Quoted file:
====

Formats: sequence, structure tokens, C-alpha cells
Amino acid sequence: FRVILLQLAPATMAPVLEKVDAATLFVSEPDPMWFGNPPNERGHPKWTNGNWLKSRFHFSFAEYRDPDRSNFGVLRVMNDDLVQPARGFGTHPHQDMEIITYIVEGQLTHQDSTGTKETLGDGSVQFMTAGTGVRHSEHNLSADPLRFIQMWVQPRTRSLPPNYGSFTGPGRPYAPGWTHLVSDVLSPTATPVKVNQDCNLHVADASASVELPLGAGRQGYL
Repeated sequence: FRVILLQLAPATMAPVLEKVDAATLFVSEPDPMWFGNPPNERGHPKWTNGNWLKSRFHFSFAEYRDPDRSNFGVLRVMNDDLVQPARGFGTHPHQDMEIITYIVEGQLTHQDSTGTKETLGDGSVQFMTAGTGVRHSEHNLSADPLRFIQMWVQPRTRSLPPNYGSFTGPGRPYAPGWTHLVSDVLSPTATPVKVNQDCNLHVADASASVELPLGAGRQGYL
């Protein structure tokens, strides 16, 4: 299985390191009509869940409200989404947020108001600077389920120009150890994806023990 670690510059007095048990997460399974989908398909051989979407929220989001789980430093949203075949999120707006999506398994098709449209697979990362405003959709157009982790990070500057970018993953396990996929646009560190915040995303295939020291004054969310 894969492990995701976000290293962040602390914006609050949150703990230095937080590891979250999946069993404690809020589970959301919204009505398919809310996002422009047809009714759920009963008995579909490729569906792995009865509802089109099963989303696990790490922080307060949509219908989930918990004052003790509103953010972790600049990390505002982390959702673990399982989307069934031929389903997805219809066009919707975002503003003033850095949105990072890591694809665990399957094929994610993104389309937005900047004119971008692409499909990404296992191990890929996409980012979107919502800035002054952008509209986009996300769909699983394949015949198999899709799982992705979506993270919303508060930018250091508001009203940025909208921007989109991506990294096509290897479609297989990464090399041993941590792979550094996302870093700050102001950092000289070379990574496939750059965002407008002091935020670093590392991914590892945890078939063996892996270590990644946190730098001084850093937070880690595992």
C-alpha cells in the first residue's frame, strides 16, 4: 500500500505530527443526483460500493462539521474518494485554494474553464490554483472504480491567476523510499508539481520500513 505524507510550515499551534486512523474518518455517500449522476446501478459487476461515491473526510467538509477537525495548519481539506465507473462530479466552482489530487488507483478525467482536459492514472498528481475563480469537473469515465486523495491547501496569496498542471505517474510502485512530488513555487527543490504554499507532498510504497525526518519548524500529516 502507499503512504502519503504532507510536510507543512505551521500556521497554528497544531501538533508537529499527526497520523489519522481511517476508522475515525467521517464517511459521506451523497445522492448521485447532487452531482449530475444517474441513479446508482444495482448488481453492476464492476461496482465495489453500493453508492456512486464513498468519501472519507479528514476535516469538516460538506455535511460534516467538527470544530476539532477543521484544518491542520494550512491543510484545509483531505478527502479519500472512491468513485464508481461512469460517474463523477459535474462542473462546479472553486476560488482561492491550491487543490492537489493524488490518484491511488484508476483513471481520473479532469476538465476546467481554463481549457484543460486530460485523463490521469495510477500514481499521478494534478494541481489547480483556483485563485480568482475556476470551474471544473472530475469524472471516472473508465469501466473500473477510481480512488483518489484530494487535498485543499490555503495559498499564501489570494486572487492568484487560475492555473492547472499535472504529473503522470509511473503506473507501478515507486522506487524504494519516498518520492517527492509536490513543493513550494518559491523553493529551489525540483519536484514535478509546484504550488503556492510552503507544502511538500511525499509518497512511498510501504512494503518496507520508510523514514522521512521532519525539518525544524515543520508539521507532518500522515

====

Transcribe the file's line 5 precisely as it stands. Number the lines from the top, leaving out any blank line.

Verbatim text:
C-alpha cells in the first residue's frame, strides 16, 4: 500500500505530527443526483460500493462539521474518494485554494474553464490554483472504480491567476523510499508539481520500513 505524507510550515499551534486512523474518518455517500449522476446501478459487476461515491473526510467538509477537525495548519481539506465507473462530479466552482489530487488507483478525467482536459492514472498528481475563480469537473469515465486523495491547501496569496498542471505517474510502485512530488513555487527543490504554499507532498510504497525526518519548524500529516 502507499503512504502519503504532507510536510507543512505551521500556521497554528497544531501538533508537529499527526497520523489519522481511517476508522475515525467521517464517511459521506451523497445522492448521485447532487452531482449530475444517474441513479446508482444495482448488481453492476464492476461496482465495489453500493453508492456512486464513498468519501472519507479528514476535516469538516460538506455535511460534516467538527470544530476539532477543521484544518491542520494550512491543510484545509483531505478527502479519500472512491468513485464508481461512469460517474463523477459535474462542473462546479472553486476560488482561492491550491487543490492537489493524488490518484491511488484508476483513471481520473479532469476538465476546467481554463481549457484543460486530460485523463490521469495510477500514481499521478494534478494541481489547480483556483485563485480568482475556476470551474471544473472530475469524472471516472473508465469501466473500473477510481480512488483518489484530494487535498485543499490555503495559498499564501489570494486572487492568484487560475492555473492547472499535472504529473503522470509511473503506473507501478515507486522506487524504494519516498518520492517527492509536490513543493513550494518559491523553493529551489525540483519536484514535478509546484504550488503556492510552503507544502511538500511525499509518497512511498510501504512494503518496507520508510523514514522521512521532519525539518525544524515543520508539521507532518500522515